The emergency manager overseeing the financial restructuring of Detroit filed a petition in federal court Thursday afternoon throwing the devastated industrial city of 700,000 residents into Chapter 9 bankruptcy. Republican Governor Rick Snyder, who appointed Wall Street bankruptcy attorney Kevyn Orr as the city’s emergency manager last March, immediately approved the filing.
The largest municipal bankruptcy in US history paves the way for an unprecedented attack on the pensions and health care benefits of city workers, the further slashing of essential services, and the sell-off of public assets to pay the banks and bondholders who hold the city’s debt.
Announcing the filing, Emergency Manager Kevyn Orr stood side-by-side with the city’s Democratic mayor, David Bing, a multi-millionaire who has slashed the city workforce by 20 percent since taking office in 2009. Both cynically claimed that the bankruptcy would have little effect on daily life and would lead to improved services for city residents.
The Obama administration signaled its support for the bankruptcy filing, issuing a statement Thursday declaring: “While leaders on the ground in Michigan and the city’s creditors understand that they must find a solution to Detroit’s serious financial challenge, we remain committed to continuing our strong partnership with Detroit as it works to recover and revitalize and maintain its status as one of America’s great cities.”
Orr has already approved a corporate-backed plan to shut off services to neighborhoods deemed too poor or under-populated for profitable private investment, while handing over public lighting, transportation, garbage collection and other services to for-profit companies. His “turnaround” team has appraised everything from the city’s water treatment plant and masterpieces at the Detroit Institute of Arts to Belle Isle Park and the animals at the Detroit Zoo for possible sale to private investors.
Above all, the bankruptcy filing clears the way to gut the pensions and health care benefits of the city’s 31,000 current and retired employees. By throwing the city into the bankruptcy courts, Orr intends to circumvent Michigan’s constitution, which declares public pensions to be a “contractual obligation” that “shall not be diminished or impaired.”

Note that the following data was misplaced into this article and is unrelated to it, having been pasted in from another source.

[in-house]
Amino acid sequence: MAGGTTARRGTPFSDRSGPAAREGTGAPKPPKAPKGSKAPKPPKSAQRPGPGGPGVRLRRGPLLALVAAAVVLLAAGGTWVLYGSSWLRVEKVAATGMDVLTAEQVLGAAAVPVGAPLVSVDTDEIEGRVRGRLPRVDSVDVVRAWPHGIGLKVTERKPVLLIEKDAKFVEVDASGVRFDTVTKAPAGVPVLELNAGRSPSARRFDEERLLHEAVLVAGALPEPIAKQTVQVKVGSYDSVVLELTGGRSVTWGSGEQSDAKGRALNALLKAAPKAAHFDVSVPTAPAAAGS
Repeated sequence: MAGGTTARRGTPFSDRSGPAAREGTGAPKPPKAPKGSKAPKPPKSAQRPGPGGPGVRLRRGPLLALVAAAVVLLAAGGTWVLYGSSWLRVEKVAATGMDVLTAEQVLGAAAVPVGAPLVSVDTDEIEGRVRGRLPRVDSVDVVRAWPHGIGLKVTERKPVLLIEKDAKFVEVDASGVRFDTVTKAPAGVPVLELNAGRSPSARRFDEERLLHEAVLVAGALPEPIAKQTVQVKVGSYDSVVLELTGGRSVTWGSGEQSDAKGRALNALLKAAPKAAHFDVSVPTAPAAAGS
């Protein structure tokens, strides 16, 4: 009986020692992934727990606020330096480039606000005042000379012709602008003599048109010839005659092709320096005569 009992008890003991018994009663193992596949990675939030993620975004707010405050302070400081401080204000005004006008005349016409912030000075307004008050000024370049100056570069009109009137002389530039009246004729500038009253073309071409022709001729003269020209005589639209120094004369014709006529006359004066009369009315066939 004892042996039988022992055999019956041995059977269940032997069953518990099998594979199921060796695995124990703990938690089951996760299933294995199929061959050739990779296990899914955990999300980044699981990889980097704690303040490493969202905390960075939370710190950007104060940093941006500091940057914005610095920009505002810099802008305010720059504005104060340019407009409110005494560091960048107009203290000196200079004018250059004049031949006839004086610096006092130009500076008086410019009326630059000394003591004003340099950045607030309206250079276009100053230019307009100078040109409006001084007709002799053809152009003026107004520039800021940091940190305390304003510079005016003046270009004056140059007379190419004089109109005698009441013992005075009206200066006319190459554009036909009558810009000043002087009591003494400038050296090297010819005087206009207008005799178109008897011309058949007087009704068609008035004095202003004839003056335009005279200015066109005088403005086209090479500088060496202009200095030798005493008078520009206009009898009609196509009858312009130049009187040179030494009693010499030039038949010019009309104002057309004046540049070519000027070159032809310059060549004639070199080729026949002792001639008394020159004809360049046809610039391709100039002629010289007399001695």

Orr rushed the bankruptcy filing to preempt lawsuits filed by pension trustees and public-sector unions seeking to block bankruptcy on the grounds that it would lead to unconstitutional pension cuts. Attorneys for Snyder reportedly asked the lawyers representing the pension funds for a five-minute delay before they sought a temporary restraining order to block the bankruptcy filing. During those five minutes, Orr’s attorneys filed the bankruptcy petition in Detroit.
At Thursday’s press conference, Orr gloated that the bankruptcy filing put an “automatic stay on all litigations,” adding, “We don’t have any time for more delaying tactics.”
Under a plan Orr previously outlined, pension trust funds would receive as little as 10 cents for every dollar owed to 21,000 retirees for a lifetime of labor. Orr wants to eliminate cost-of-living adjustments for retirees who receive as little as $500 to $1,000 a month, with no additional Social Security payments. He also intends to impose an immediate freeze on future pension payments and shift retirees to Medicare or privately controlled health care exchanges set to begin next year under the Obama administration’s Affordable Care Act. The city’s current 9,700 workers will also see a huge reduction in health benefits and the loss of employer-paid pensions.
The Metro Detroit and Michigan AFL-CIO union federations and individual unions responded to the bankruptcy filing with predictable cowardice, insisting that workers take no action to defend their jobs and pensions and complaining that Orr had rebuffed their “good faith” negotiations.
“From the beginning, we have attempted to participate in discussions and offer a restructuring plan,” Dan McNamara, president of Local 344 of the Detroit Fire Fighters Association, said. “It is a shame that now we will have to be in front of a bankruptcy judge when all along we have been expecting to have meaningful meetings with Emergency Manager Kevyn Orr.”
Carl Anderson, president of Local 488 of the Utility Workers Union of America, sent an email to his members telling them to remain on their jobs. “It’s quite a shock,” he told the Detroit Free Press. “I thought it would not be until the first of the year once (Orr) talked to everybody and got everything in order. I thought it would take more time to get all the concessions.”